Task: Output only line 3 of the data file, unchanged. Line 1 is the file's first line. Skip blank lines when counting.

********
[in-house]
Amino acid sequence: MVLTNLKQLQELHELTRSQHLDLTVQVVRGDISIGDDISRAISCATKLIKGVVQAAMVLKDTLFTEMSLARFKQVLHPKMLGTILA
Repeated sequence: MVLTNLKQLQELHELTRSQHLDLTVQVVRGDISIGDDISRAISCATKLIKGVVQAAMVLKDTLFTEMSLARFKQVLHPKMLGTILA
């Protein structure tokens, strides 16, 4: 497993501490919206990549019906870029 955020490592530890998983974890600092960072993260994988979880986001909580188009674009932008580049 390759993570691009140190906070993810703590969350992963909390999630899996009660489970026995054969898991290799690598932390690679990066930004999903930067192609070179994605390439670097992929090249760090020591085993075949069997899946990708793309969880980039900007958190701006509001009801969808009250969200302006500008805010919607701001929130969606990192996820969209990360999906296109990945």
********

Repeated sequence: MVLTNLKQLQELHELTRSQHLDLTVQVVRGDISIGDDISRAISCATKLIKGVVQAAMVLKDTLFTEMSLARFKQVLHPKMLGTILA